4K HEVC 10-bit on the 2017 Core m3 MacBook is gorgeous!

Discussion in 'MacBook' started by EugW, Jun 29, 2017.

  1. EugW, Jun 29, 2017
    Last edited: Jun 29, 2017

    EugW macrumors 68000

    EugW

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    #1
    Here is High Sierra's QuickTime with my 1.2 GHz Core m3 MacBook (2017), playing back a very, very high bitrate 10-bit h.265 HEVC file. It's buttery smooth, with ~25% CPU usage. It was as expected, but nonetheless I'm pleased. :D

    SonyCamp10HighSierra2.jpg

    SonyCamp10HighSierra5.jpg

    The file is here:

    http://www.4ktv.de/testvideos/

    Note that link has two of the same Sony Camp video, but one is 8-bit and one is 10-bit. The one in the images above that I tested is the 10-bit version, which is much harder to decode, but the MacBook with hardware decoding doesn't break a sweat at around 25% CPU usage. With the 8-bit 79 Mbps version of the video, CPU usage is only around 15-20% total, including the overhead with Activity Monitor and a few other near-idle apps in the background.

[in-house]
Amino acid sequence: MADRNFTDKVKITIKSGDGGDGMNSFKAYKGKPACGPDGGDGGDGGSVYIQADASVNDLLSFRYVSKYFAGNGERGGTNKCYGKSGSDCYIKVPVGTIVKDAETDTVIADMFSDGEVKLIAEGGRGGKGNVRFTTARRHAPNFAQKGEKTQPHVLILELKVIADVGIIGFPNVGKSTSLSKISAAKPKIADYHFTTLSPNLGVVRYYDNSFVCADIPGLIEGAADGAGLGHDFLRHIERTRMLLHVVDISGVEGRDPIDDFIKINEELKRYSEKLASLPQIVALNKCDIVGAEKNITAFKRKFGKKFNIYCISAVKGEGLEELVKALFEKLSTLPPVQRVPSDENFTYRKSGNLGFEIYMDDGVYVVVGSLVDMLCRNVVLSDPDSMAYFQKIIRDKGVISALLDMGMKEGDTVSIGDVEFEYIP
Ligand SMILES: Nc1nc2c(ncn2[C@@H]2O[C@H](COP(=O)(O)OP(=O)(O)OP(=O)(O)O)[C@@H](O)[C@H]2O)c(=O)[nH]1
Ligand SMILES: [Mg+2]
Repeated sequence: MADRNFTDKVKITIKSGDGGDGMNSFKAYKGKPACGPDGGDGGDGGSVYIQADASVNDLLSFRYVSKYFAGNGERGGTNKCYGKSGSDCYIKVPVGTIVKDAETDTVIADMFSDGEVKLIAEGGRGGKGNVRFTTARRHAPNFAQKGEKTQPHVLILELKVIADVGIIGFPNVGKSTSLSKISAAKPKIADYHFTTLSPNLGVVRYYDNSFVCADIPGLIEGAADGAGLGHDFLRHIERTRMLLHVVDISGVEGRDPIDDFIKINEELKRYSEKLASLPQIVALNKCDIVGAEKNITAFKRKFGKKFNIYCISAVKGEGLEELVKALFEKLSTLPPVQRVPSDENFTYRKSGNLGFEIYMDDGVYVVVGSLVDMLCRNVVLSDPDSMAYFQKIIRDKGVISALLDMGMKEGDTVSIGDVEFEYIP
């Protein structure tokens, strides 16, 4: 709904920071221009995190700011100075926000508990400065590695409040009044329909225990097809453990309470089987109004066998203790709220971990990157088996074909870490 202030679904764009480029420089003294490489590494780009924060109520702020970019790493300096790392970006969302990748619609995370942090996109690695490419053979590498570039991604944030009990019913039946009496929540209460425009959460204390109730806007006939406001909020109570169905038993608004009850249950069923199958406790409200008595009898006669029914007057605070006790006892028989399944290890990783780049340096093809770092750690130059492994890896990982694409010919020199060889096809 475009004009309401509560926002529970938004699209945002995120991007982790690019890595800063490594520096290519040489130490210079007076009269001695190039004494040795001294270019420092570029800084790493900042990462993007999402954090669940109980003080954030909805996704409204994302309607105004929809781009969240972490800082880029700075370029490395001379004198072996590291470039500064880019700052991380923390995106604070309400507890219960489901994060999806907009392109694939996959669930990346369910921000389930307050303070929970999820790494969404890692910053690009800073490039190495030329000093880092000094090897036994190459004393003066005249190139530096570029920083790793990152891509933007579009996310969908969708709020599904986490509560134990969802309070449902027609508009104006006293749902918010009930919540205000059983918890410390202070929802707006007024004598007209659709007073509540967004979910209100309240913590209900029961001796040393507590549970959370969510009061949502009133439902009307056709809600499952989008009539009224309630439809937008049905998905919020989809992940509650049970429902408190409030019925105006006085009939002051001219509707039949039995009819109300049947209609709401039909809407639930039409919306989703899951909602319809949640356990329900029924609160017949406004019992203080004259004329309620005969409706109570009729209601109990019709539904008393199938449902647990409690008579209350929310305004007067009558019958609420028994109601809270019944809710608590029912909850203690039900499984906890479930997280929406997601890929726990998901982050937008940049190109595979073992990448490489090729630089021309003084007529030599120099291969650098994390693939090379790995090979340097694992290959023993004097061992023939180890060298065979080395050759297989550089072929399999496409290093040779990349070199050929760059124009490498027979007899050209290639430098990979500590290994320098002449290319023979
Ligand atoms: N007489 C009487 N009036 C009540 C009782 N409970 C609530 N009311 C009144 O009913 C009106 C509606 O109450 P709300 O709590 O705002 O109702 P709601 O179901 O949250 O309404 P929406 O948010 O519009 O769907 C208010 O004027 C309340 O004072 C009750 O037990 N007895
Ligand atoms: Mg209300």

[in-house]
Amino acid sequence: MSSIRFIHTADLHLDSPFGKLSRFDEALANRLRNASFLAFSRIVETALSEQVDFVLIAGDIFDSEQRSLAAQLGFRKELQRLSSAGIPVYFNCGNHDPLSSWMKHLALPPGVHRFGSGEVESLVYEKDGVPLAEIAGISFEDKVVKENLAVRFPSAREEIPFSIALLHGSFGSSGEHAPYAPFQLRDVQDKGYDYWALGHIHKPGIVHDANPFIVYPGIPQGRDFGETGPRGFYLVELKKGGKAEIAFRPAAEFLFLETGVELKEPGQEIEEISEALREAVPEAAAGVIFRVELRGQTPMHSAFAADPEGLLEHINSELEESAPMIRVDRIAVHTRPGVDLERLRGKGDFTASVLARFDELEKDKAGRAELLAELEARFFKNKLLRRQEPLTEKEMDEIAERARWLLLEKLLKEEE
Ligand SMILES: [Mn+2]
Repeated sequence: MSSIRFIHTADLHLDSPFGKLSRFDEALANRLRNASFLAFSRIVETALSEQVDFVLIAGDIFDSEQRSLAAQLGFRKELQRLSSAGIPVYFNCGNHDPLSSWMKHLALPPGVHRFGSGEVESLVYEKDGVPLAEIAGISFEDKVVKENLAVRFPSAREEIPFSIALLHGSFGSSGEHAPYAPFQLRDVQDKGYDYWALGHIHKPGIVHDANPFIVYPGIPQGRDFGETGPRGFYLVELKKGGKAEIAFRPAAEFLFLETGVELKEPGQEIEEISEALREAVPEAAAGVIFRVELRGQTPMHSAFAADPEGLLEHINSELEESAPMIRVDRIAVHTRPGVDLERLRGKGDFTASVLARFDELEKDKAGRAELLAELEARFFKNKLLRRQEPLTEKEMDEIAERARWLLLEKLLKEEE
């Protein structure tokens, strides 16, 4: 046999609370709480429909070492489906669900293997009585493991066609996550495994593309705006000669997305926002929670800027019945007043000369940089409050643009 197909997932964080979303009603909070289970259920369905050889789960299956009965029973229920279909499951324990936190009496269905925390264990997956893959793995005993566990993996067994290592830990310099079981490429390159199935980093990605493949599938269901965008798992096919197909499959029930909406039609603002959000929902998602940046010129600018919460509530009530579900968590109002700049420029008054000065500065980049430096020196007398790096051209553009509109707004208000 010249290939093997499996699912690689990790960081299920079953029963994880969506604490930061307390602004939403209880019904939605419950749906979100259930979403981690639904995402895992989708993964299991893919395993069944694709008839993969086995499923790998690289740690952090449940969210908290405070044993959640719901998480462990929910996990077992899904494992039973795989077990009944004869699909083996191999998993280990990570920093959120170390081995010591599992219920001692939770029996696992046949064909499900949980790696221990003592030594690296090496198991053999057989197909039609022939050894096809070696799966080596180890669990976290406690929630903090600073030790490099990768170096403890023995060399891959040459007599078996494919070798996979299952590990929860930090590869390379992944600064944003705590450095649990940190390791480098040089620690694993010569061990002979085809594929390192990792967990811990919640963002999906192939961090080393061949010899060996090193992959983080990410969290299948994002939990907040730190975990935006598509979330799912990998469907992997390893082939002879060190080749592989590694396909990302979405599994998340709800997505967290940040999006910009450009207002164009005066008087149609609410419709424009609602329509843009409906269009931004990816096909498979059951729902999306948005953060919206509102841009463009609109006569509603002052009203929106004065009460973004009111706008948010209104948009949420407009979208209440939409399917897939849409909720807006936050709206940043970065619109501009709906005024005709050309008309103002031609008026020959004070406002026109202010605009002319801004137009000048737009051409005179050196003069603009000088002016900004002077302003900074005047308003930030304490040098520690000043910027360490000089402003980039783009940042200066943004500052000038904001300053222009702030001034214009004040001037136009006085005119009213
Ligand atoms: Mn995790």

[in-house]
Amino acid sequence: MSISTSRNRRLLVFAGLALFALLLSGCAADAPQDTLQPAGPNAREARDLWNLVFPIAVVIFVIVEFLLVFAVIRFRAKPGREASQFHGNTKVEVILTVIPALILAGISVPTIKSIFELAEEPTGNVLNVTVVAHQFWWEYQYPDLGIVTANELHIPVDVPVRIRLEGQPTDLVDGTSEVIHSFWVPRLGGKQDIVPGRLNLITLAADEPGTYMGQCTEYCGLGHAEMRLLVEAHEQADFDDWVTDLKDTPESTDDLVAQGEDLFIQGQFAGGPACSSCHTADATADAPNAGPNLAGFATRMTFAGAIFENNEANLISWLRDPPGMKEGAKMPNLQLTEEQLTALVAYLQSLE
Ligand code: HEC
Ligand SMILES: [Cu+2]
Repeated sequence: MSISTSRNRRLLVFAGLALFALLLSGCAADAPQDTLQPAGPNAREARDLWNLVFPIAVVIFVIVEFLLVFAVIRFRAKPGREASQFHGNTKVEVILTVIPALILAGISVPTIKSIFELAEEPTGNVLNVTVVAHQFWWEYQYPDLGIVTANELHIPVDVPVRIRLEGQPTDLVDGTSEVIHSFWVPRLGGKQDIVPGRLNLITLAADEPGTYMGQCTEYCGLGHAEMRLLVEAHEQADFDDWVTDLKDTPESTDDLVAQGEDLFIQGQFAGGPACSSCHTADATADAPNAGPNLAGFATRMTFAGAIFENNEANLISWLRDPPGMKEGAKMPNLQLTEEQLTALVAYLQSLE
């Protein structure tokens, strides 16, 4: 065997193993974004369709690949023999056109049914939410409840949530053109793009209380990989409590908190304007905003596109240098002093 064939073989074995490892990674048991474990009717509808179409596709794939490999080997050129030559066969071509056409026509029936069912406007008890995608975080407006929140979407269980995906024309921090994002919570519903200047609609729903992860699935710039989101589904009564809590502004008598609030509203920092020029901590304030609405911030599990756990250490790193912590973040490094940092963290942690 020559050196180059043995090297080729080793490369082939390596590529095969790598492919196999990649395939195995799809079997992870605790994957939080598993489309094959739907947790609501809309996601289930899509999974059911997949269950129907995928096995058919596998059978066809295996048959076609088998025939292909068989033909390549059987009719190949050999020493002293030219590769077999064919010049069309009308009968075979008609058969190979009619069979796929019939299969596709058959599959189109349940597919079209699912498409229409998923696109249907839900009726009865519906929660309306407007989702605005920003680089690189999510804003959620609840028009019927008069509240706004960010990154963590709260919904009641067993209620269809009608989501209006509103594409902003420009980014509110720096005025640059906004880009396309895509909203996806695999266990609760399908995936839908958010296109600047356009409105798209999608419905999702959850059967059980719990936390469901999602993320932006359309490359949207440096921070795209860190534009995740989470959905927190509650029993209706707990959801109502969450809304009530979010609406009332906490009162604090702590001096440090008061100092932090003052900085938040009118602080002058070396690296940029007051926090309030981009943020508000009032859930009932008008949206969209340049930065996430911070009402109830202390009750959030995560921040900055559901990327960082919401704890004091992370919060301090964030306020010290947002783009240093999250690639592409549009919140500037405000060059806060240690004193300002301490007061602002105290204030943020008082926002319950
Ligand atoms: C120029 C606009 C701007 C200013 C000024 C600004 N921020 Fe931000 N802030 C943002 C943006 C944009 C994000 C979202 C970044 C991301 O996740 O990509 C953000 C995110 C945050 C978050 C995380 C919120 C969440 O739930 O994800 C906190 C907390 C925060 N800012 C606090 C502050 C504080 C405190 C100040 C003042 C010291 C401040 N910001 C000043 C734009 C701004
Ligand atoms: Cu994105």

Note that my 4.2 GHz Core i7-7700K iMac could not decode this cleanly using software decode in Sierra.
     
  2. imdog macrumors newbie

    imdog

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    #2
    Will this improve playback of high-res video within FCP?
     
  3. EugW, Jun 29, 2017
    Last edited: Jun 29, 2017

    EugW thread starter macrumors 68000

    EugW

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    #3
    I don't think Final Cut has been updated yet.

    I don't use Final Cut but it would stand to reason that it would make scrubbing through a directly imported HEVC file manageable. Sub-par scrubbing, but manageable. Some may recommend transcoding first, but with this support you wouldn't absolutely have to do that.

    Actually I don't even know if Final Cut can import HEVC in the first place at the moment. People transcode to Prores first. And even if it could, it would have to be in High Sierra.

    OTOH, even when Final Cut gets updated and made fully compatible with High Sierra, if you didn't have hardware HEVC decoding, then direct import into Final Cut would probably be pointless. It would be a stuttery mess.